June 8, 2016 5:45:25 am
After planning to give up the garbage processing plant for which a study tour to Germany, Austria and Italy was made in 2006, the Municipal Corporation is likely to undertake another tour to ‘study’ the feasibility of waste to energy power plants.
The committee that was constituted to decide on the garbage issue in Chandigarh met Tuesday after seven companies came forward in the Expression of Interest called by the civic body. The civic body has now decided to shut the existing plant in Dadumajra and have a plant that will convert the entire waste of the city into energy.
Committee member Sat Prakash Aggarwal said they will hold another meeting to decide on the places to visit to study the plant procedure. “The places have not been decided yet. But before having such a big project, it is imperative for us to see such plants put up elsewhere. Although a similar plant is there in Noida, UP, we are also looking for the best ones which are set up in foreign countries where we can go and see once.”
Aggarwal added that they aimed at getting “the world’s best plant for Chandigarh.” By next meeting, a list of foreign countries that have such plants would be placed before the committee to decide on the matter.
Congress councillor Subhash Chawla pointed out that already foreign trips to Germany, Austria and Italy were made in the past for a plant that they have decided to shut down. “ First they should see the presentations of the companies that have come forward and only then they should decide,” said Chawla.
Another member of the committee, nominated councillor Surinder Bahga said that the waste-to-energy project would be beneficial for the city as it will produce 4 megawatts of electricity. Also, the land required for the setting up of plant is less.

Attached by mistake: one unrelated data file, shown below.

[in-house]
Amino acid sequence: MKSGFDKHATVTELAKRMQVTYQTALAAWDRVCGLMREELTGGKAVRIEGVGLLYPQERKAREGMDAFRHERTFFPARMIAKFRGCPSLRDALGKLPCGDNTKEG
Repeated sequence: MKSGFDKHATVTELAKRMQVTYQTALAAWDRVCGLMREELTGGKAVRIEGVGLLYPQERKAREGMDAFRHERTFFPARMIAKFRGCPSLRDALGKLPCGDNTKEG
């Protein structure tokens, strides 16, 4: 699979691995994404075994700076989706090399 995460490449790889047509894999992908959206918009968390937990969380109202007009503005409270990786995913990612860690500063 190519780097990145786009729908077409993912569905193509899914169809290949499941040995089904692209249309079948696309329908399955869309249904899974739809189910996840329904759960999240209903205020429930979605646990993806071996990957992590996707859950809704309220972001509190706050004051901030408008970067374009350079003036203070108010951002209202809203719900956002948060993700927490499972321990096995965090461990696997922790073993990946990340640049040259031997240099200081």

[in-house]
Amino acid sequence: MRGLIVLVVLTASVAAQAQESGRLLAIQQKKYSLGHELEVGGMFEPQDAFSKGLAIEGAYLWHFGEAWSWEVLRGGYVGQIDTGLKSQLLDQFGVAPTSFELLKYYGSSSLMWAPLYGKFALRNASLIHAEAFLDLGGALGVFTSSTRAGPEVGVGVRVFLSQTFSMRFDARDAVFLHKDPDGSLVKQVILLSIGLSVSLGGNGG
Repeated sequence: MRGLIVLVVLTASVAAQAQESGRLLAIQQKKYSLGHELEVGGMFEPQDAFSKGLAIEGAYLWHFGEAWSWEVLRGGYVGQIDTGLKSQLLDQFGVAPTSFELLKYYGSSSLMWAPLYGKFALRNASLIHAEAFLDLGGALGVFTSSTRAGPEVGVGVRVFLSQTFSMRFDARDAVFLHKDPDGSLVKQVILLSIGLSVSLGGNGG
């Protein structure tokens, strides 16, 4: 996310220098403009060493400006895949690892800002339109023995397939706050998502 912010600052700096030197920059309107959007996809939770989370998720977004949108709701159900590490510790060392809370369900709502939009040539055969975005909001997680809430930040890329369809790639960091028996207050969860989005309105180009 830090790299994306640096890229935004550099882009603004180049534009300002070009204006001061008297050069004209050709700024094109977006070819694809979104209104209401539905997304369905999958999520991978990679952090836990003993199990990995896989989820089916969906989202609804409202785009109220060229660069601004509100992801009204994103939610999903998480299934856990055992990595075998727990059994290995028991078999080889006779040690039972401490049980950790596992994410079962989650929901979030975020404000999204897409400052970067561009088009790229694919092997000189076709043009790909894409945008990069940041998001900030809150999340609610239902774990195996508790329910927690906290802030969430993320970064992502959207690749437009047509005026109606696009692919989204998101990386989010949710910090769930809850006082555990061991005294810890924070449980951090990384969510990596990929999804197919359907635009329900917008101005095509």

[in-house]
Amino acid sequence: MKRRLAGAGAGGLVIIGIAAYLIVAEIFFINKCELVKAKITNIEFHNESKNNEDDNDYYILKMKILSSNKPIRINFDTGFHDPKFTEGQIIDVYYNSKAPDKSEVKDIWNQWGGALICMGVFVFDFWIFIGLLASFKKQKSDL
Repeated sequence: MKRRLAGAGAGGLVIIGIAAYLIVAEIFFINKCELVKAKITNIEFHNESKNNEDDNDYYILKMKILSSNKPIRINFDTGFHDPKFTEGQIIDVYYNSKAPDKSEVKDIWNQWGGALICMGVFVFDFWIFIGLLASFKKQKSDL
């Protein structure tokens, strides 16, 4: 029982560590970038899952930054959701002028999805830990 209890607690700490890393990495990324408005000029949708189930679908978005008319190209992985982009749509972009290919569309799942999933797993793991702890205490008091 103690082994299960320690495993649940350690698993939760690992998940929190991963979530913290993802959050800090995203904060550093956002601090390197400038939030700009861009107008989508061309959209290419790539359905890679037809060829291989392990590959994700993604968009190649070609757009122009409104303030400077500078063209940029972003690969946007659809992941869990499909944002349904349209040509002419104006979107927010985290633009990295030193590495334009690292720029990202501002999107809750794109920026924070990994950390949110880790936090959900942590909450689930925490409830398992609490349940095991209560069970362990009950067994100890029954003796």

“The existing garbage plant is on a plot of nearly 10 acres while for such a power plant we just need 2.5 acres. So we will be able to save some land also that can be used for other purposes,” said Bahga adding that 100 tonnes will generate one megawatt of electricity. Around 400 tonnes of garbage would be converted on daily basis.
The committee also discussed on the list of ten consultancies that has been provided by the Government of India after all verifications.
“As such plants are set up at cost between Rs 300 and 700 crore and MC cannot afford this much, we have decided that we will provide land to the company which may set up the plant at its own cost and then they can generate income by selling electricity for Rs 7.90 per unit,” added the nominated councillor.
Former chairperson of the sanitation committee, Chandramukhi Sharma, said, “We are now at the same place where we were ten years ago. Also, there is no need to go abroad to see their plants. There is a huge difference in the garbage composition- the moisture etc of foreign countries and that of India. And during my time also, I had mentioned that councillors have no technical knowledge so what is the use of a study tour.”
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